Longstanding concern exists regarding the potential for women with breast implants to experience delayed detection of breast cancer. Furthermore, survival among cosmetic breast implant patients who subsequently develop breast cancer is a concern. Since 1976, this institution has monitored cancer incidence in a cohort of 3182 women who underwent cosmetic breast augmentation between 1959 and 1981. The distributions of stage at diagnosis and survival of the 37 women who subsequently developed in situ or invasive breast cancer were compared with the observed population distributions. The distribution of stage at diagnosis for cosmetic breast implant patients who subsequently developed breast cancer was virtually identical to that of all breast cancer patients in Los Angeles County who were of the same age and race, and were diagnosed during the same time period. Furthermore, the 5-year survival rate of the 37 patients did not differ from that which would be expected based on rates established by the U.S. National Cancer Institute’s Surveillance, Epidemiology, and End Results (SEER) program.
These results suggest that cosmetic breast implant patients are not at increased risk of delayed detection of breast cancer, nor do they suffer a poorer prognosis when breast cancer does occur. Although the number of breast cancer patients in this study is small, the results are highly consistent with the existing epidemiologic evidence related to breast cancer detection and survival among breast implant patients. Although breast implant patients should continue appropriate breast cancer screening behavior, there seems to be no cause for alarm.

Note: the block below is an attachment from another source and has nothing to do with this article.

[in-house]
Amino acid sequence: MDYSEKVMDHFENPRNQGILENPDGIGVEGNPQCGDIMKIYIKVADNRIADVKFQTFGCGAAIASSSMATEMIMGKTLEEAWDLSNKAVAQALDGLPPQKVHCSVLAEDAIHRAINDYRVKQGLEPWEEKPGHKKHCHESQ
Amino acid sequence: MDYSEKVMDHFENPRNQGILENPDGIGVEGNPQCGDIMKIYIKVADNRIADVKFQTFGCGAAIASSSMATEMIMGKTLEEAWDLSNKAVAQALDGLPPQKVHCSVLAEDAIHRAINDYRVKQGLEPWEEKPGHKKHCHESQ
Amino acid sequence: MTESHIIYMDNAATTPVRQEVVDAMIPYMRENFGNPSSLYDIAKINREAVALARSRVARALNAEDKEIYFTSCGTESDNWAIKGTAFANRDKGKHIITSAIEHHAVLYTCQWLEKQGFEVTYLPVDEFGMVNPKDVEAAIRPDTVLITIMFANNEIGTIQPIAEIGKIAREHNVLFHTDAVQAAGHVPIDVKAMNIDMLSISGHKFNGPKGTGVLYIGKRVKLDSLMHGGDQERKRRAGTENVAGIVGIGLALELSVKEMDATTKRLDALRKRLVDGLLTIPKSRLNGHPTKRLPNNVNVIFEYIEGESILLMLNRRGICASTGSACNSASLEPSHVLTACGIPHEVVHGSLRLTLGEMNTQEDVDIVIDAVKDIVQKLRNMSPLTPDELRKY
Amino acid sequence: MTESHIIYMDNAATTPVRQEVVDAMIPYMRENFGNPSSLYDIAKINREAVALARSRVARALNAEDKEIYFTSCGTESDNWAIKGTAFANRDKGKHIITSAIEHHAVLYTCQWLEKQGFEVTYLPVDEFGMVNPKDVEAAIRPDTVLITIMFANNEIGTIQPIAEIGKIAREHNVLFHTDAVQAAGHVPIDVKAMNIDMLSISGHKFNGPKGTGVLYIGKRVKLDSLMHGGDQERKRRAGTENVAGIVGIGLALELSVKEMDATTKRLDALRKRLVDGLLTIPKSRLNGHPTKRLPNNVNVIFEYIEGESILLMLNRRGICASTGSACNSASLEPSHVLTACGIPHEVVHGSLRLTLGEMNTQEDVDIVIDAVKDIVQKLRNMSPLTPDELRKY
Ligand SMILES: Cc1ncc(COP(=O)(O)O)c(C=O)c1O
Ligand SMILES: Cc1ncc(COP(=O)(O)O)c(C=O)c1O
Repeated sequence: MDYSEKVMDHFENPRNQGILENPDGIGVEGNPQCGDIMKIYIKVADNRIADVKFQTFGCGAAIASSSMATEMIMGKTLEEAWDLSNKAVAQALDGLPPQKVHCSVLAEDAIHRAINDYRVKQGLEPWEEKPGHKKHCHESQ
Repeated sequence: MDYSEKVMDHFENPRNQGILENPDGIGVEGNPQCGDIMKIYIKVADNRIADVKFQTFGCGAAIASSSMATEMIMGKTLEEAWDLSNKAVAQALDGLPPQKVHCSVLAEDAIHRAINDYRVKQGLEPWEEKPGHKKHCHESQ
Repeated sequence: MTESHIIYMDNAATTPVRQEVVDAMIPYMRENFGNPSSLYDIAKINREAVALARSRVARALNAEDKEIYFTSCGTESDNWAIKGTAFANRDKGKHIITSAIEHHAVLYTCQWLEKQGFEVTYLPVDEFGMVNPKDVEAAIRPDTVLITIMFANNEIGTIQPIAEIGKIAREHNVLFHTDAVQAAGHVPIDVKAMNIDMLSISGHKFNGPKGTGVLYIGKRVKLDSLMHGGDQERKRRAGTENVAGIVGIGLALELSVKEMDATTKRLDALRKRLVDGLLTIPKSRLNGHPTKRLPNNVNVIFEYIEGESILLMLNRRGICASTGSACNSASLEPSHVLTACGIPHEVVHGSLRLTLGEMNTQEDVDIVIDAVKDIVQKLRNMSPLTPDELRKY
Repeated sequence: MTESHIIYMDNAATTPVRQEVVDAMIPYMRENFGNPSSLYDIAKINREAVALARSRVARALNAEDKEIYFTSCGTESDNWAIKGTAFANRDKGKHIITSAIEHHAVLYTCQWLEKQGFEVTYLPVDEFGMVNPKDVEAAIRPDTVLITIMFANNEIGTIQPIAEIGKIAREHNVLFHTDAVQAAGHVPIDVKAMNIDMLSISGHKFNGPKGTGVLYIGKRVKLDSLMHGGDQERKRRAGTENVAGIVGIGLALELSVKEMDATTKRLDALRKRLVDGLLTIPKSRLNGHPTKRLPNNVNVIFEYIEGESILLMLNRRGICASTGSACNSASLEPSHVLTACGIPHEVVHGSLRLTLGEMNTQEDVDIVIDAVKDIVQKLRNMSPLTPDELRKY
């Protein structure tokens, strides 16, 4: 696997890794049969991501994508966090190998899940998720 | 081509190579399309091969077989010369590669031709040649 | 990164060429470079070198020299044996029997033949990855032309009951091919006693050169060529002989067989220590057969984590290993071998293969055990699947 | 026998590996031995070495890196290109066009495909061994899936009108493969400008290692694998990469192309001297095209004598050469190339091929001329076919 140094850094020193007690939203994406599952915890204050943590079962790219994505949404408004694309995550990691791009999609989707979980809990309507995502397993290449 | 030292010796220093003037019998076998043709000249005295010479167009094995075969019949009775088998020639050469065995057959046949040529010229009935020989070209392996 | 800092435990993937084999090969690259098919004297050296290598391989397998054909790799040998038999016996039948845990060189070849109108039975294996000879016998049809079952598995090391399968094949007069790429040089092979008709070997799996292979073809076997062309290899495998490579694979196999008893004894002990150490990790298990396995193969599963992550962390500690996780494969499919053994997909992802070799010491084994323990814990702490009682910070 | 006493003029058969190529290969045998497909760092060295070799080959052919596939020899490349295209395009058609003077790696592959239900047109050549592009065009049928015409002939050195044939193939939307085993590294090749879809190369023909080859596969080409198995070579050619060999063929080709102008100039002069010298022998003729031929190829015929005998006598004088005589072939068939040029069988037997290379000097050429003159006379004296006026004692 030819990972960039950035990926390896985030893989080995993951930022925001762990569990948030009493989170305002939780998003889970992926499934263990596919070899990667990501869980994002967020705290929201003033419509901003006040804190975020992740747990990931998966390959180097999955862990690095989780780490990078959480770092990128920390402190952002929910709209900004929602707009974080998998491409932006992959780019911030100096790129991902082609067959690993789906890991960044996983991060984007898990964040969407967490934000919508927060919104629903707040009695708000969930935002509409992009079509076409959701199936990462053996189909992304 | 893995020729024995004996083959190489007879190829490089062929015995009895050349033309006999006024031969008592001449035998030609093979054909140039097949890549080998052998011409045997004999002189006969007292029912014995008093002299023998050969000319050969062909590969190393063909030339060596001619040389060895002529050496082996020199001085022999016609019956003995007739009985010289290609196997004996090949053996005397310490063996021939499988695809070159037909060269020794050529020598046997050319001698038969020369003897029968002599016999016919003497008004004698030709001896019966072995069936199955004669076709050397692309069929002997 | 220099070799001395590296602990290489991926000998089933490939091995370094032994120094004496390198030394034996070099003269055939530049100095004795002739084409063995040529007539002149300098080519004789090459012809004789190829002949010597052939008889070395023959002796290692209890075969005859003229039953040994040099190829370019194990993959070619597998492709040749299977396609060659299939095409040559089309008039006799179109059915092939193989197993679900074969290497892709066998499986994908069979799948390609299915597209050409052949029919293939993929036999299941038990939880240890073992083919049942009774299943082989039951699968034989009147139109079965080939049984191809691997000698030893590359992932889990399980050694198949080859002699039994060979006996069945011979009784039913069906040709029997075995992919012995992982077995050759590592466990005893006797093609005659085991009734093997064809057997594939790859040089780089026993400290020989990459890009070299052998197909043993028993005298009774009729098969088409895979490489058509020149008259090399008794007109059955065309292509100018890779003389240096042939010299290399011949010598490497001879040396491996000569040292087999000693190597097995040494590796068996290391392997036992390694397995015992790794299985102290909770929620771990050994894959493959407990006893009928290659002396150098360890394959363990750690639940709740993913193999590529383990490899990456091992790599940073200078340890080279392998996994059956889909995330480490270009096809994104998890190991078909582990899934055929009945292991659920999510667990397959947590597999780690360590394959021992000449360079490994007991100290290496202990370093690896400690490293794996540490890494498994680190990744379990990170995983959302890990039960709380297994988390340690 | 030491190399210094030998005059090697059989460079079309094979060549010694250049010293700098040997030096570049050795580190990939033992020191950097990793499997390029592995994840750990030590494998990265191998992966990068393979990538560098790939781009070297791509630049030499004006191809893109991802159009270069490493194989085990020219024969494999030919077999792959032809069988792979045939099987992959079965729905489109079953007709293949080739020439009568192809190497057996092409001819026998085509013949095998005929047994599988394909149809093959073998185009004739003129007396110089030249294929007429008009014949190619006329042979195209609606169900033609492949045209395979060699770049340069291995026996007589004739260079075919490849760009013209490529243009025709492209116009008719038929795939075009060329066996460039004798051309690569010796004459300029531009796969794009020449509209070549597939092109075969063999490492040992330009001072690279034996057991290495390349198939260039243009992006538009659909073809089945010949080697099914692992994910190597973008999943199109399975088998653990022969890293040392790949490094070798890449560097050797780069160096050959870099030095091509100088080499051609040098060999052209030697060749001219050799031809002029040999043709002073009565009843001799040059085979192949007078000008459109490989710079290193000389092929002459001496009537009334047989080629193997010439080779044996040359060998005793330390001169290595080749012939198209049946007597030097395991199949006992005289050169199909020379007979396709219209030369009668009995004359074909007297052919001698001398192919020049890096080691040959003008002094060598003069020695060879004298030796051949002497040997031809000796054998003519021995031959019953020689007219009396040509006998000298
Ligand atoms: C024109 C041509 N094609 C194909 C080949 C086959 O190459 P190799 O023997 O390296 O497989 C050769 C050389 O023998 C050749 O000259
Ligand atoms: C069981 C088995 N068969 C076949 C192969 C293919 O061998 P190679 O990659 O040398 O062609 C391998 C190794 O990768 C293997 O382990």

Los Angeles, Calif.
From the Department of Preventive Medicine and the Division of Plastic and Reconstructive Surgery at the School of Medicine of the University of Southern California.
Received for publication June 14, 1999.
Dennis Deapen, Dr.P.H. Department of Preventive Medicine School of Medicine University of Southern California 1540 Alcazar Street, Suite 204 Los Angeles, Calif. 90089-9007 firstname.lastname@example.org
Presented at the Epidemiology of Medical Devices in Women meeting, sponsored by the Food and Drug Administration Office of Women’s Health and Epidemiology Branch, in Rockville, Maryland, on May 5, 1998.
Drs. Deapen and Brody have served as consultants to manufacturers of breast implants and have provided breast implant-related testimony.
The ideas and opinions expressed herein are those of the authors, and no endorsement by the State of California Department of Health Services or by the Public Health Institute is intended or should be inferred.